German web-hosting company Strato AG will begin a phase of expansion into other European markets in April when the new .eu top-level domain becomes available.
On April 7 the Berlin-based company will open for business in the UK and one or two other major European markets it declined to reveal for competitive reasons. CEO Damian Schmidt acknowledged that Strato, which is number two in its home market with 1 million customers and 2 million domains hosted, is behind German market leader 1&1 Internet AG, which is already in Austria, the UK, France, and the US, with 3.5 million customers and 5 million domains worldwide.
We’ve learnt from their mistakes, said Schmidt. Among those mistakes, in his opinion, was a marketing approach that saw 1&1’s German marketing and product strategy replicated in translation for the other countries, where Strato will seek to adapt its offerings and messages to each local market it goes into, and the decision to expand to the US.
In Europe hosting can be done across borders, and all Strato’s customers have their sites hosted at its German data center in Karlsruhe. The distances are too great when you’re hosting US sites, so 1&1 are having to invest in local infrastructure, said Schmidt.
Strato, has no plans across the Atlantic. Its CTO Rene Wienholtz described the US market as fragmented, and even more local than Europe in terms of providers. It is that US market fragmentation that enables 1&1 to claim to be the world’s largest in web hosting.
Strato is pinning its hopes on the imminent availability of the .eu domain across the European Union, with companies with pan-European trading ambitions identifying opportunities for a single portal for Europe. It also notes that the UK lags behind other countries in the Union with regard to grabbing .eu names.
According to the European Registry of Internet Domain Names, EURid, as of yesterday morning, 30% of the total applications for a .eu registration had been made by companies or individuals from Germany, 16.5% from the Netherlands, 10% from France, and only 9% from the UK, so Strato will be advertising to publicize the availability and advantages of having such a site.
As for how it differentiates itself from the competition, Wienholtz cited Strato’s investments in two data centers, the one in Karlsruhe and a second in Berlin for mirroring, together with the technology it has put in place to guarantee high availability. Most hosting companies allocate, say, 500 customer sites to a single server, whereas we run application farms, so there’ll be one for mail and another for web traffic, such that it one server in the farm goes down the service will fail over to another, he said.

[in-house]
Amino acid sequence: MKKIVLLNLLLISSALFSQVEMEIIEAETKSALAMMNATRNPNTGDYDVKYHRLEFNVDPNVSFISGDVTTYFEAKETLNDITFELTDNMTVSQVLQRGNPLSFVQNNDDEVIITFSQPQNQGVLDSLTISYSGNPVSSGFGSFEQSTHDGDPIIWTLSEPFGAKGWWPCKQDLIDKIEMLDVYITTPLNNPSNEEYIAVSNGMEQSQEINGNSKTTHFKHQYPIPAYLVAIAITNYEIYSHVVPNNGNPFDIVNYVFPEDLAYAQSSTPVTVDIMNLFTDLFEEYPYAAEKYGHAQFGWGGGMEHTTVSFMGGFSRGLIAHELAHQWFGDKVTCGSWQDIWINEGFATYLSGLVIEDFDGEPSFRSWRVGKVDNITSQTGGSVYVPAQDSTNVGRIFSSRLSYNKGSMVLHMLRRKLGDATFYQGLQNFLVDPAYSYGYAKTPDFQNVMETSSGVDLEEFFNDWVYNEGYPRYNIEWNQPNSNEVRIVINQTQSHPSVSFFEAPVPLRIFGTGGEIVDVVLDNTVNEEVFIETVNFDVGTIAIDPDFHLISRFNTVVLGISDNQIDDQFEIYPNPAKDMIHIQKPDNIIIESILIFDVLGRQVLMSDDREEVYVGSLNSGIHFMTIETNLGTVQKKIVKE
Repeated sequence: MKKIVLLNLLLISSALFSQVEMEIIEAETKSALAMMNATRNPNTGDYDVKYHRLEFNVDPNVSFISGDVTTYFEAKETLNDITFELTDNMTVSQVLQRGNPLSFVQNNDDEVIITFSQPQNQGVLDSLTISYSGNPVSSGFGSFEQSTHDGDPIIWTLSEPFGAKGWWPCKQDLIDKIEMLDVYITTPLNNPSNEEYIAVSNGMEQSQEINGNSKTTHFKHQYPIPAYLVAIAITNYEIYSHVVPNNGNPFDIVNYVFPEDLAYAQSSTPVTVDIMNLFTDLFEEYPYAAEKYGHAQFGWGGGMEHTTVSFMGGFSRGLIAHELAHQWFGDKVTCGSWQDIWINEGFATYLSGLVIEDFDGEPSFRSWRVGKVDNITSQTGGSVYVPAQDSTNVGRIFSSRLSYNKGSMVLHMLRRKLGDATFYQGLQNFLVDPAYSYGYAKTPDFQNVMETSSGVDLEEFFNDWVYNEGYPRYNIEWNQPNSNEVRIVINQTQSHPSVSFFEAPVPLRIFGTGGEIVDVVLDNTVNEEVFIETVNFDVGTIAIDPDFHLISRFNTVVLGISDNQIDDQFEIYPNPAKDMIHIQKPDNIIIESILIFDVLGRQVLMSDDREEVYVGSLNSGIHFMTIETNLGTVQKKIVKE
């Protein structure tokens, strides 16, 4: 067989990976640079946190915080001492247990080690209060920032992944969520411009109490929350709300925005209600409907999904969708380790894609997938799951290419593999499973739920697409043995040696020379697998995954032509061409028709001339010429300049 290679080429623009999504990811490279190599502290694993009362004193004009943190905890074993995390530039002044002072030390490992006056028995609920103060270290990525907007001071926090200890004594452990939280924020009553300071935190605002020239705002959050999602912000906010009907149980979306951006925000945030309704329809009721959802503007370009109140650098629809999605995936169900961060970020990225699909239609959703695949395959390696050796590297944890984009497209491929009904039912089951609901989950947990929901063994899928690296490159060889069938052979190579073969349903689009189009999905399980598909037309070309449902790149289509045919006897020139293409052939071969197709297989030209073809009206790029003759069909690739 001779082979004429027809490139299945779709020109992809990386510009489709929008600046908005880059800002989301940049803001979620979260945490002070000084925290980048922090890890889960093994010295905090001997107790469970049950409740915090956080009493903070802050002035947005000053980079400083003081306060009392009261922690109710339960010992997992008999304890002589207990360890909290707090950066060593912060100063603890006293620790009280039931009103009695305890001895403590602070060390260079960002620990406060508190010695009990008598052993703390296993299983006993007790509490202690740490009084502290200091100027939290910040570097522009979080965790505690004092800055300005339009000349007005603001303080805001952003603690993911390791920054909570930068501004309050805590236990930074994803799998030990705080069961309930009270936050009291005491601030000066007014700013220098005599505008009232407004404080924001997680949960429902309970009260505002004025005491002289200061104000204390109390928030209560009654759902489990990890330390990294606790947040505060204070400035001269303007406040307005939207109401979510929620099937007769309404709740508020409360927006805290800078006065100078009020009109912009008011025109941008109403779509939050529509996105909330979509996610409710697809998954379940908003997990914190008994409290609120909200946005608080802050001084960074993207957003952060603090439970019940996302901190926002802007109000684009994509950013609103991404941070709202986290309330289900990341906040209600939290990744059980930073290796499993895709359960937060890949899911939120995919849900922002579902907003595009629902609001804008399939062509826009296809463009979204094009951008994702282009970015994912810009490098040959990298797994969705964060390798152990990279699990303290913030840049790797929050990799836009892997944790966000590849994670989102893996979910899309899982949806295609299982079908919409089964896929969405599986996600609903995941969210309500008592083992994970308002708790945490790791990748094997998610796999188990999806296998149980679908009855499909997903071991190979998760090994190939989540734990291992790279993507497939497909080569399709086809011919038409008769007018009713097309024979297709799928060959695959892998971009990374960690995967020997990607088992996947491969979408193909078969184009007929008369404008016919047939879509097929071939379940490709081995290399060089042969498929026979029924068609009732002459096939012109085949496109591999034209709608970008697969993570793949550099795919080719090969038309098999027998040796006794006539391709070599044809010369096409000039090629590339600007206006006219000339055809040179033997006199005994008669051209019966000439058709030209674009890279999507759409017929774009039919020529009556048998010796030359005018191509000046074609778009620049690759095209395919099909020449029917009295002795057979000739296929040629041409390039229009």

Strato has also invested in getting major hardware partners on board. It is a development partner with Sun Microsystems on the server side, having been a reference customer at the European launch of the Sun Fire T2000, and has the first installation in Europe of Cisco’s CRS-1, the networking company’s high-end carrier router. In storage, its partner is Network Appliance, whose snapshot capability it uses, said Wienholtz, to take 10 backups a day that are accessible by customers and retained for up to two months. In comparison, he said 1&1 takes one backup a day.
In terms of traffic, Wienholtz said the company’s data centers handle about 1.6 petabytes a month, and said it is the first hosting company anywhere to have achieved certification under the British quality standard BS 7799.
In Germany Strato has a portfolio of about 50 products, from the most basic entry-level hosting service for individuals to the most complete one for companies engaging in e-commerce. In other countries we’ll start with around five and add options as each market demands, said Schmidt.